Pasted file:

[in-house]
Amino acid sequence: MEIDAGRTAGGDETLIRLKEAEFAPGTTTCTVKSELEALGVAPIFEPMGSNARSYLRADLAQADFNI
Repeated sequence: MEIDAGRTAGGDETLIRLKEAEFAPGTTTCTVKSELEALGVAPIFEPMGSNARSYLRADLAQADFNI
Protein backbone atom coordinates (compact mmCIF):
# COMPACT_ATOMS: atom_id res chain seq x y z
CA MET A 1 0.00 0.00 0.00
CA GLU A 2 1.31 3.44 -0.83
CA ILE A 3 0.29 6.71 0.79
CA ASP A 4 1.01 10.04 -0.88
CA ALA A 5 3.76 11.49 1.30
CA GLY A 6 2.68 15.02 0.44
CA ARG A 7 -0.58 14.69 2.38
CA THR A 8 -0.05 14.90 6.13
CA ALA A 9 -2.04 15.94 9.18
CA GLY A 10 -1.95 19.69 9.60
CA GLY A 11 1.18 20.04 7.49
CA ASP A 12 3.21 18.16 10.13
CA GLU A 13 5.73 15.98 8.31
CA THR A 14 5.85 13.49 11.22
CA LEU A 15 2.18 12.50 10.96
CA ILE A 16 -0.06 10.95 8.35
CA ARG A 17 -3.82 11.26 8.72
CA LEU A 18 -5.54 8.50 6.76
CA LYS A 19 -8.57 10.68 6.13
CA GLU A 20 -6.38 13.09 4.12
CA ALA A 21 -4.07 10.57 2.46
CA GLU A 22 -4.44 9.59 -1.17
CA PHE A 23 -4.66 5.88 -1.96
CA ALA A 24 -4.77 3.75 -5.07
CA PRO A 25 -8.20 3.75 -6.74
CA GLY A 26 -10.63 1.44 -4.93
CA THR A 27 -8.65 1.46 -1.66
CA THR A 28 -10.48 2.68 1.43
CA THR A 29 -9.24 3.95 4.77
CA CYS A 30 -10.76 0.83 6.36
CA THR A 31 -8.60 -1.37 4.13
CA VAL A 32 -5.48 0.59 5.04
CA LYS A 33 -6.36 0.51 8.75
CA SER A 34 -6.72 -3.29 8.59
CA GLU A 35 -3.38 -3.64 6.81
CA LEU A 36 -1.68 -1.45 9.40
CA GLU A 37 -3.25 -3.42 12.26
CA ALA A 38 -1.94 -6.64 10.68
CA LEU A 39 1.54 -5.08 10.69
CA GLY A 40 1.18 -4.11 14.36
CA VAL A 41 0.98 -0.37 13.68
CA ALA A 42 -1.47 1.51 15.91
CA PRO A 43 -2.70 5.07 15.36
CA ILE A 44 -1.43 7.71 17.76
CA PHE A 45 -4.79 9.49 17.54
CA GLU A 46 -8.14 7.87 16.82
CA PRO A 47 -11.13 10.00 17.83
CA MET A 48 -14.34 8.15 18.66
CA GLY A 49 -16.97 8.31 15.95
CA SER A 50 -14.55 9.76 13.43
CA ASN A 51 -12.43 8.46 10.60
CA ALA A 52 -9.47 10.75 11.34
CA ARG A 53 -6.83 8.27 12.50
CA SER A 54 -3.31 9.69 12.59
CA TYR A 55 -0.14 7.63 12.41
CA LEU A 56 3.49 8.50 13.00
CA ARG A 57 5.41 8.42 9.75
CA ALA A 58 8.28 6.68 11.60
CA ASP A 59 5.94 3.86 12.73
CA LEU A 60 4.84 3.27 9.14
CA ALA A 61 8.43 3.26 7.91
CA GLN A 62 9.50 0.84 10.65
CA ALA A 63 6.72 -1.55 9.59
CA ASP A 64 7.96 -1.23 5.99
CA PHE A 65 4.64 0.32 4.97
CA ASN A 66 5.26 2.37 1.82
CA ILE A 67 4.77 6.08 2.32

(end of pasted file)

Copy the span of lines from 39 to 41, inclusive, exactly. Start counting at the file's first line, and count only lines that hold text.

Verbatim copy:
CA SER A 34 -6.72 -3.29 8.59
CA GLU A 35 -3.38 -3.64 6.81
CA LEU A 36 -1.68 -1.45 9.40